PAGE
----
By Rabbi Mitchell M. Hurvitz, of Temple Shalom in Greenwich
Last Shabbat, in the middle of an unexpected storm, we read about Noah. The flood and the fear, and the rainbow and dove are as familiar to us as our own family stories – it is one of the great tales of the Jewish people. But in considering Noah, we realize that in spite of his household name and his key position in the early order of the Torah, we know far less about the man himself. Torah describes Noah as: “A virtuous man, pure in his generation; who walked with God.”
In this week’s Torah portion, Lech-Lecha, Abraham is introduced to us using strikingly similar language. Interestingly, as in the case of Noah, Torah also points to Abraham’s life in relationship to how he walks with God. But instead of walking “with God,” as Noah did, God says to Abraham: “Walk “before” me, and you will be pure.”
Rabbinic commentators note an even greater level of similarity. They point out that both Noah and Abraham are described as being “pure” (tamim.) Thus, they ask and answer the key question that our text poses: If both are pure, and both walk in relationship to God, what is the distinction between the two men?
Noah walked with God; he needed to be supported in his righteousness. Abraham walked before God; thus, his righteousness would stand even if God wasn’t readily present to support him.
When God told Noah he was going to destroy humanity for their evil ways; Noah remained silent. In contrast, when Abraham was told by God that He was going to destroy Sodom and Gomorrah because of their evil ways, Abraham, vociferously and without regard for his own life consequences, argues with God. In the end, Abraham saved neither the good nor the evil people of those two cities, but even though he was unable , Torah tells us that he took action — he tried. Noah, whose name means “rest or comfort,” had a spirit that was not moved to action. Like his name, Noah thought only of his own comfort. His silence was his inaction; he didn’t do anything.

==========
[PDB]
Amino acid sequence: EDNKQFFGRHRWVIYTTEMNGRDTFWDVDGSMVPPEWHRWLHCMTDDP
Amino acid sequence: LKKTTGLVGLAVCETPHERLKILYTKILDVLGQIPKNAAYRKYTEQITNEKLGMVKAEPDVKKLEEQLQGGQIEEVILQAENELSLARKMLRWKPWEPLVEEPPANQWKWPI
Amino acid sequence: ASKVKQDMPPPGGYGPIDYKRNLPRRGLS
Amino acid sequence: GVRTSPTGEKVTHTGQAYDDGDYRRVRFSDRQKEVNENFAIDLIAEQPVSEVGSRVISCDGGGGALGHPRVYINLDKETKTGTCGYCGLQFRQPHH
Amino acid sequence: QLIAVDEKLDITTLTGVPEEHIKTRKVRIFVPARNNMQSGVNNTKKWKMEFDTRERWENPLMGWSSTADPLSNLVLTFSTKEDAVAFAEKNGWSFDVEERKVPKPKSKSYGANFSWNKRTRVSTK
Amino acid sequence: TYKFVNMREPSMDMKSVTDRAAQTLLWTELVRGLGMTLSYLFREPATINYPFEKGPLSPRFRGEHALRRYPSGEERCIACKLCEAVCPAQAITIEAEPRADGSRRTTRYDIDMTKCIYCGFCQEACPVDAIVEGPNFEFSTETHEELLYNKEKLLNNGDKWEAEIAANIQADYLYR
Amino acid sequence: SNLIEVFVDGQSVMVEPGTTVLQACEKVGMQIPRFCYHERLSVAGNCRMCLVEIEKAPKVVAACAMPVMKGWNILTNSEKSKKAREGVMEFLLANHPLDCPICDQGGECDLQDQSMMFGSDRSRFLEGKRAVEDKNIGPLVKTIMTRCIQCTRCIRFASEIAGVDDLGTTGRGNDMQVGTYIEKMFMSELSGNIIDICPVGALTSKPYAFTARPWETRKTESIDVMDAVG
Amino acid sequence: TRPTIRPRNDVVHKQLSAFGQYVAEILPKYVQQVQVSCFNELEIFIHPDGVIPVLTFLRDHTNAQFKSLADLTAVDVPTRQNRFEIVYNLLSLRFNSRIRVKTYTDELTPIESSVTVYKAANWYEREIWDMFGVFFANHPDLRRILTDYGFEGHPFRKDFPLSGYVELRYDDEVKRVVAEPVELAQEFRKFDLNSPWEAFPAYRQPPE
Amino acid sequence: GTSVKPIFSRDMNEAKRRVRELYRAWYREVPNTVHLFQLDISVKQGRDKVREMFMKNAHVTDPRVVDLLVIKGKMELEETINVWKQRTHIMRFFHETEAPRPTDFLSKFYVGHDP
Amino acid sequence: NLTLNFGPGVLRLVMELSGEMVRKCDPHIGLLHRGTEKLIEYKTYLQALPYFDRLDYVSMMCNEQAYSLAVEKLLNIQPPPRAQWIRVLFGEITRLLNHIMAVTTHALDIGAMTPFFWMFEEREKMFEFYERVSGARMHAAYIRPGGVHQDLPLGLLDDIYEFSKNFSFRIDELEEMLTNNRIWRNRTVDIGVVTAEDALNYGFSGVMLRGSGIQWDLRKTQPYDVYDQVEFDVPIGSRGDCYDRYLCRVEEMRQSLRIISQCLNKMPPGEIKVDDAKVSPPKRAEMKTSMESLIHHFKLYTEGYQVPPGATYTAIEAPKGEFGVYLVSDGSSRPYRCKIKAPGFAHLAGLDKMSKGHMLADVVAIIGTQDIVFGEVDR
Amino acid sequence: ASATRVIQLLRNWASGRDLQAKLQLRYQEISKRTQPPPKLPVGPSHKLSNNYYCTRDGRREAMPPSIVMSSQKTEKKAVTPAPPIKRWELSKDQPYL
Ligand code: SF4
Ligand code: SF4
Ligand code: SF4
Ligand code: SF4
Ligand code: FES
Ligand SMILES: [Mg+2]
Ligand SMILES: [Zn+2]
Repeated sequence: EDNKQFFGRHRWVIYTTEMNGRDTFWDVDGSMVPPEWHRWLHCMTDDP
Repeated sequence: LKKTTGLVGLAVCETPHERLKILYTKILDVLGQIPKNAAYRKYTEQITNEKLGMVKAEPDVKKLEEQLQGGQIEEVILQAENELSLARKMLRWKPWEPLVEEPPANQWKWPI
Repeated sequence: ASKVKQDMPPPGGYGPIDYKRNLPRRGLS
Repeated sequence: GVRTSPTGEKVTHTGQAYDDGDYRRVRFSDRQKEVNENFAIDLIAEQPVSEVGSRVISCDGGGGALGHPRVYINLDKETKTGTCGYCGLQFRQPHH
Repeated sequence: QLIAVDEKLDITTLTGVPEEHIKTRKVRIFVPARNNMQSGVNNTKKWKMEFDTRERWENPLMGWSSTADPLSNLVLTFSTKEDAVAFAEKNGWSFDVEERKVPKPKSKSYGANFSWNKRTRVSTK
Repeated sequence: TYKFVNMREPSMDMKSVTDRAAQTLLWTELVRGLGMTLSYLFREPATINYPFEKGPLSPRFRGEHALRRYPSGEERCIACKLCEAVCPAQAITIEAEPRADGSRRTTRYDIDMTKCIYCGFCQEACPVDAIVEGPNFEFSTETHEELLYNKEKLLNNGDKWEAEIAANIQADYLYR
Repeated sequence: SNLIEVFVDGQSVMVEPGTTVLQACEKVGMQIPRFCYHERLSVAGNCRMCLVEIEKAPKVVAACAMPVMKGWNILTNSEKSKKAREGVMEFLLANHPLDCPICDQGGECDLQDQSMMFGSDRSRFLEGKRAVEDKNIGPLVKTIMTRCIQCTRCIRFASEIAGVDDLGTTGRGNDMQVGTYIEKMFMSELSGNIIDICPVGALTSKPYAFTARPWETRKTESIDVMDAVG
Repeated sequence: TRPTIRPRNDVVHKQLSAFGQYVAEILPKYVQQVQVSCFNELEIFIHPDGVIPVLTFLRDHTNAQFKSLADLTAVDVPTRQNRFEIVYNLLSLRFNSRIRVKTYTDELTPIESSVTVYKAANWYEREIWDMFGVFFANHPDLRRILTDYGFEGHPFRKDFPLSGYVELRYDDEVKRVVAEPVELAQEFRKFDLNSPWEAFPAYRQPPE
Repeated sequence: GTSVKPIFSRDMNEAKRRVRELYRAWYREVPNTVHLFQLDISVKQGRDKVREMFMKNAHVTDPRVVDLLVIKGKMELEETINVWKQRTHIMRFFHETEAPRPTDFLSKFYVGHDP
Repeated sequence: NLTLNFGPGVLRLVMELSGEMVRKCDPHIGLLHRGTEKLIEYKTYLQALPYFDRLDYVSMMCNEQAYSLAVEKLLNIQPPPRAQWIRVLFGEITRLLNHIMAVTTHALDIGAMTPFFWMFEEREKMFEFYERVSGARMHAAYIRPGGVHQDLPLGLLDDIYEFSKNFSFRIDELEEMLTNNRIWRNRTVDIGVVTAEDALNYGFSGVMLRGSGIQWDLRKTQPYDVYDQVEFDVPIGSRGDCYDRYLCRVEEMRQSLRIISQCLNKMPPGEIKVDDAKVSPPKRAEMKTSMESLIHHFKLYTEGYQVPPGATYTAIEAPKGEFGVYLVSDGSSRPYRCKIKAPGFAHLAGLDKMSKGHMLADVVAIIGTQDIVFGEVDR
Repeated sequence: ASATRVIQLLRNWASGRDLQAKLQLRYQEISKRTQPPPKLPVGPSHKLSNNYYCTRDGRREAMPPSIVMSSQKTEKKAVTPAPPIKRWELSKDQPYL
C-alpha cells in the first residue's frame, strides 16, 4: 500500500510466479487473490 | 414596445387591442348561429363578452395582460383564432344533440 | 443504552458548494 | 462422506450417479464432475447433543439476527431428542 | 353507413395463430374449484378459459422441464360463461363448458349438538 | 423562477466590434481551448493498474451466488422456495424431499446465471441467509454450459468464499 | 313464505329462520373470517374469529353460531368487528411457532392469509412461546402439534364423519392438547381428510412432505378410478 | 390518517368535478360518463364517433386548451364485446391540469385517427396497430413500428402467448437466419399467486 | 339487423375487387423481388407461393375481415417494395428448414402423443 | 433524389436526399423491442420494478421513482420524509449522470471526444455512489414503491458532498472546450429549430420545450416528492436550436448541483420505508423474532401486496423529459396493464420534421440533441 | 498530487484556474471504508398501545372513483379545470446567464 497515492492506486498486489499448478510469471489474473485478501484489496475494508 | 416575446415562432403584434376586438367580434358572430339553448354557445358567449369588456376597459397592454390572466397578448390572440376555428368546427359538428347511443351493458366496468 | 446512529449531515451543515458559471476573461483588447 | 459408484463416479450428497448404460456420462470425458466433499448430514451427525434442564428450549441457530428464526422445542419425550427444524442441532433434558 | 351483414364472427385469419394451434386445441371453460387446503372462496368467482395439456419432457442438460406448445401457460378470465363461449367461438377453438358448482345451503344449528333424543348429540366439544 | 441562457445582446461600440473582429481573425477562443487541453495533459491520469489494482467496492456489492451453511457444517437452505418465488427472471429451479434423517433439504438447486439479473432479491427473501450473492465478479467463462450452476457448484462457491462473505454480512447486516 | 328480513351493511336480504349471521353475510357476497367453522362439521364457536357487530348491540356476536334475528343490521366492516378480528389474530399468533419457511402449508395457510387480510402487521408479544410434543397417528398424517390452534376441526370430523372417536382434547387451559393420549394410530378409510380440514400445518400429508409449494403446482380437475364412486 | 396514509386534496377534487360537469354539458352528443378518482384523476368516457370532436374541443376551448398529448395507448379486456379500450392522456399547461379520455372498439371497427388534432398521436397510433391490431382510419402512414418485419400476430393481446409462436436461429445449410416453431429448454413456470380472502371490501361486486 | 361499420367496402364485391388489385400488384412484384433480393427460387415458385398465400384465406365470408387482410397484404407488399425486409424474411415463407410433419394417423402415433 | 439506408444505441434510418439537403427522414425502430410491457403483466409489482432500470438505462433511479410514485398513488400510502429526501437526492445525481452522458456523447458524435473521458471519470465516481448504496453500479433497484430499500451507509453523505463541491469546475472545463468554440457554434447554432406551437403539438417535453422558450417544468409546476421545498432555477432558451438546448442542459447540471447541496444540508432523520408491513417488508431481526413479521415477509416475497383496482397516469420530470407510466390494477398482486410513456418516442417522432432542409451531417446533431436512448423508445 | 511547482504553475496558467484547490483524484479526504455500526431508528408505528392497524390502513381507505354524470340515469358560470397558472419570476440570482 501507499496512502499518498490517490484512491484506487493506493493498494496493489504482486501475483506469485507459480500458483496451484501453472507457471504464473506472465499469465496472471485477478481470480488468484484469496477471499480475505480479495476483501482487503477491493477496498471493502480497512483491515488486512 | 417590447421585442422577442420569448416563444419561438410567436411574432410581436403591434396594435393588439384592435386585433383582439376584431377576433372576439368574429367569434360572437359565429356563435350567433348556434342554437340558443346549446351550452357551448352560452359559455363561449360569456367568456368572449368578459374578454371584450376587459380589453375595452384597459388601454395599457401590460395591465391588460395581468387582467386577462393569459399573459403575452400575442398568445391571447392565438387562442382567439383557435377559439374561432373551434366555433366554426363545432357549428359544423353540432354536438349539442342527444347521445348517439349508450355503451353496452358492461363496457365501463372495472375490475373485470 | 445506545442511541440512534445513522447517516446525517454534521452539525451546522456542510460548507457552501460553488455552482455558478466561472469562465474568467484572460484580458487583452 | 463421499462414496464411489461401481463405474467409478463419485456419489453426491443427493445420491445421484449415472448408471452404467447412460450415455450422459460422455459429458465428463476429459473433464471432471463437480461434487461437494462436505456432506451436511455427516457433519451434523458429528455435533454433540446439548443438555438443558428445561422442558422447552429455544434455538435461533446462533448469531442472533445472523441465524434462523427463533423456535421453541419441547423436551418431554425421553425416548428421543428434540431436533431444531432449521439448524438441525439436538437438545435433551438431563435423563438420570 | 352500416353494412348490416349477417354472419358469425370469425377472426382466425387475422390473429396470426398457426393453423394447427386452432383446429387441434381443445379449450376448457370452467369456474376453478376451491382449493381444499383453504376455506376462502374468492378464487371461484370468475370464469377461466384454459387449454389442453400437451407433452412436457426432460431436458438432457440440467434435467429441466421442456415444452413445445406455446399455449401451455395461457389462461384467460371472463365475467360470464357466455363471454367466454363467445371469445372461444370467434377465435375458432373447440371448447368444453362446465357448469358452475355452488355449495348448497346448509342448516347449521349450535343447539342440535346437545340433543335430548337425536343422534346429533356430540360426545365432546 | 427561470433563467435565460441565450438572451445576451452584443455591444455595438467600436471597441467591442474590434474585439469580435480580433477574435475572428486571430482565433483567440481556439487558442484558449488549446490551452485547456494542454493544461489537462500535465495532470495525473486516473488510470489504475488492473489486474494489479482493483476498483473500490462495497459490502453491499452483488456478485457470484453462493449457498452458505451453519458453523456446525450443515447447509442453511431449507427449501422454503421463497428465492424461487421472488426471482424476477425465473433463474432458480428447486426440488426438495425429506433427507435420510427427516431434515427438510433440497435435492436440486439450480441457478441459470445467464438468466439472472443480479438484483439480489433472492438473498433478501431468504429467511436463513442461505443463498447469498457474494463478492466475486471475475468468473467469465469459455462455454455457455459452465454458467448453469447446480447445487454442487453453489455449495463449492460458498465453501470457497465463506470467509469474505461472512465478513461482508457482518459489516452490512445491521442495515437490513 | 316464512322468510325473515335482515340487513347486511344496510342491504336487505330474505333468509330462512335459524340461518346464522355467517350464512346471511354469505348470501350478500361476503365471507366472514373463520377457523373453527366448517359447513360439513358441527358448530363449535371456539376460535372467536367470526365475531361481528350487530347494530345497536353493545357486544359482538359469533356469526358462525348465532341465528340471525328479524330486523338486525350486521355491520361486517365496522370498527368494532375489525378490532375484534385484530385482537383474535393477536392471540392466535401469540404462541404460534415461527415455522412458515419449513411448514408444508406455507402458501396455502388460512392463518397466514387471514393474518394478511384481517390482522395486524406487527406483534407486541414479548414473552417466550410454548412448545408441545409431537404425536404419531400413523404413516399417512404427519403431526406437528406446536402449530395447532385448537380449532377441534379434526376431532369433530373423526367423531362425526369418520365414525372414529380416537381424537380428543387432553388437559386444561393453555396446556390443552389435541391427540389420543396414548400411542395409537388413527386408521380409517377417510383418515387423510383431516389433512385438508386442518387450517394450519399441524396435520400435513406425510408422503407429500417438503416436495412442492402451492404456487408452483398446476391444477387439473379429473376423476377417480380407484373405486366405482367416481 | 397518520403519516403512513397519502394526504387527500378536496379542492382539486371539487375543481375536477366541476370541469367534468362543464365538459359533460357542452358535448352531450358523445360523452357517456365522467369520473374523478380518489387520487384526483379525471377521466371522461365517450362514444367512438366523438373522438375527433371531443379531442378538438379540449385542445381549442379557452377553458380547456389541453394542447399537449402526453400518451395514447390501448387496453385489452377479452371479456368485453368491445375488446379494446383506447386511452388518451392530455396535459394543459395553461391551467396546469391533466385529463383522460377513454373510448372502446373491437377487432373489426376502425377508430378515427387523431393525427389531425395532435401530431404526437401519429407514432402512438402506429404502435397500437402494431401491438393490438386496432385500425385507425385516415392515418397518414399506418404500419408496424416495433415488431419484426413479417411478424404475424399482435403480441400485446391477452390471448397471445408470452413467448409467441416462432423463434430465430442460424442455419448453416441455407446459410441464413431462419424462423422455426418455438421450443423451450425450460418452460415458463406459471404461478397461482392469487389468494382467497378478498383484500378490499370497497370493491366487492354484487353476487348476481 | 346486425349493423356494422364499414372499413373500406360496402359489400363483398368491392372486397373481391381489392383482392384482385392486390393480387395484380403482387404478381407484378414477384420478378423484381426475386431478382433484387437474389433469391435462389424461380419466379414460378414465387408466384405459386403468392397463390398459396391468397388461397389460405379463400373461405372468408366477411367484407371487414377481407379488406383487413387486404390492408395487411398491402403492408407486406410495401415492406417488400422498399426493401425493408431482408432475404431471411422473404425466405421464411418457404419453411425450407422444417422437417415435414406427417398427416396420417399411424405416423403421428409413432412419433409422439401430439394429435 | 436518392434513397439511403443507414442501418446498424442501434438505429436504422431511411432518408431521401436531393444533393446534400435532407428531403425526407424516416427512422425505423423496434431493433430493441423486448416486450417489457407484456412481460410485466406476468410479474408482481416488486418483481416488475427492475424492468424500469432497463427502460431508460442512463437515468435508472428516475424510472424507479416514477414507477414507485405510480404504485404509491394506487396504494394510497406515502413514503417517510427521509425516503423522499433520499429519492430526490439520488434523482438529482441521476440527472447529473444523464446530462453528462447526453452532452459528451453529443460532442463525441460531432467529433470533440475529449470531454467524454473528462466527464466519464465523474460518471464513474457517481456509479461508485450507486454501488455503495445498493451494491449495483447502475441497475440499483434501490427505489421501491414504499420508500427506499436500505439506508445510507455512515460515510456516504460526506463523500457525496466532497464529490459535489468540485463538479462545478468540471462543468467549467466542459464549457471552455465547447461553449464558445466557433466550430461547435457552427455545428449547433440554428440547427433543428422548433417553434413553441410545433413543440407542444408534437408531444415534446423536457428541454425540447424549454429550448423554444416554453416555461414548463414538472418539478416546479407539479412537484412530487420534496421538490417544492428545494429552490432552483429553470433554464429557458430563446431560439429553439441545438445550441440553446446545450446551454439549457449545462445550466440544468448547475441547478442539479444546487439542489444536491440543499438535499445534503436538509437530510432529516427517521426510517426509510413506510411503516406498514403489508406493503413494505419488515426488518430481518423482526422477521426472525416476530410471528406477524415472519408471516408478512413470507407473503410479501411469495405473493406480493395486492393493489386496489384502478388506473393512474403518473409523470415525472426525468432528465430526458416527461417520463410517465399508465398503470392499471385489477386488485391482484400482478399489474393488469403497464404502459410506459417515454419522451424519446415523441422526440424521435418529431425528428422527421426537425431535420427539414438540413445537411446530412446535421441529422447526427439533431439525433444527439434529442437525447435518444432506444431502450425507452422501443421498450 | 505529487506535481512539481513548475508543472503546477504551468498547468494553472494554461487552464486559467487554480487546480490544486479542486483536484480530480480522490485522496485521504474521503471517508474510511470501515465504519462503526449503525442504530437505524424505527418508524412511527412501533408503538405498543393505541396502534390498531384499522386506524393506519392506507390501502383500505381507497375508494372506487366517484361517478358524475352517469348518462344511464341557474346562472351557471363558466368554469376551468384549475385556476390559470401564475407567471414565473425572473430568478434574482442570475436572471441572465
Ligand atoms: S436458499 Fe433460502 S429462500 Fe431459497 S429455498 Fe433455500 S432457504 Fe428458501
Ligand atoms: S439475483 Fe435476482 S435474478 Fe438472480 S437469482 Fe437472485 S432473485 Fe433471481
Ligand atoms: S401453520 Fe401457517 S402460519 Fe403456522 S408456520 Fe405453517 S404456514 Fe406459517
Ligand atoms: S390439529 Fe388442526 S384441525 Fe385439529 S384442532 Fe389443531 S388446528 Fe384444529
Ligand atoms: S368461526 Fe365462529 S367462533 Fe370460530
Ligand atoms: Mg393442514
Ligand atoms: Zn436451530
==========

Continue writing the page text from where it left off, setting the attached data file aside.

Religious life isn’t about what we think to do or not do. We embrace God solely when we speak up and act for God; when we break the silence. As Elie Wiesel taught: “Indifference is the epitome of evil.” As a religious, human, Jewish community, we are not permitted to stand idly by when there are wrongs being committed.
The most grievous sin is murder, and our tradition notes that saving a life takes precedence over all Jewish ritual law because anyone who saves a person has saved a whole world. Likewise, anyone who takes a life has destroyed an entire world. Even in our day, even at this moment: consider the lives, and the worlds, that we have the power to save simply by speaking up.
Noah’s sin was his silence, and as a consequence, the entire world was destroyed. If atrocities are taking place in our time, and we fail to question, speak up, and effectively respond: we are as guilty as Noah. This is not an easy truth to accept, but it is real and right. And when we find the courage to take action, speak out against injustice, and do what is right, others will follow because we will be supported in our righteousness, by our own hearts and souls, and by one another. We will be walking before God.
Noah survived the flood; the world did not. Abraham became our Patriarch because he didn’t settle for merely surviving; he embraced the Divine mission to be a light unto the world. It is this Divine Light that has been bequeathed to us for safekeeping, by Abraham and all of the generations that followed him. It is our duty, and our sacred mission, to ensure that our light continues to shine in the darkness of our world.
God spoke light into darkness, chaos into order, and life into being through the power of language, by breaking the silence that existed before creation. We, too, can find a sacred connection to God’s creative power so that we can bring justice and light our community and our world.
Please consider joining us for as many of our programs this week to combat Genocide as we “Break the Silence.” A full listing of our program calendar can be found by clicking here.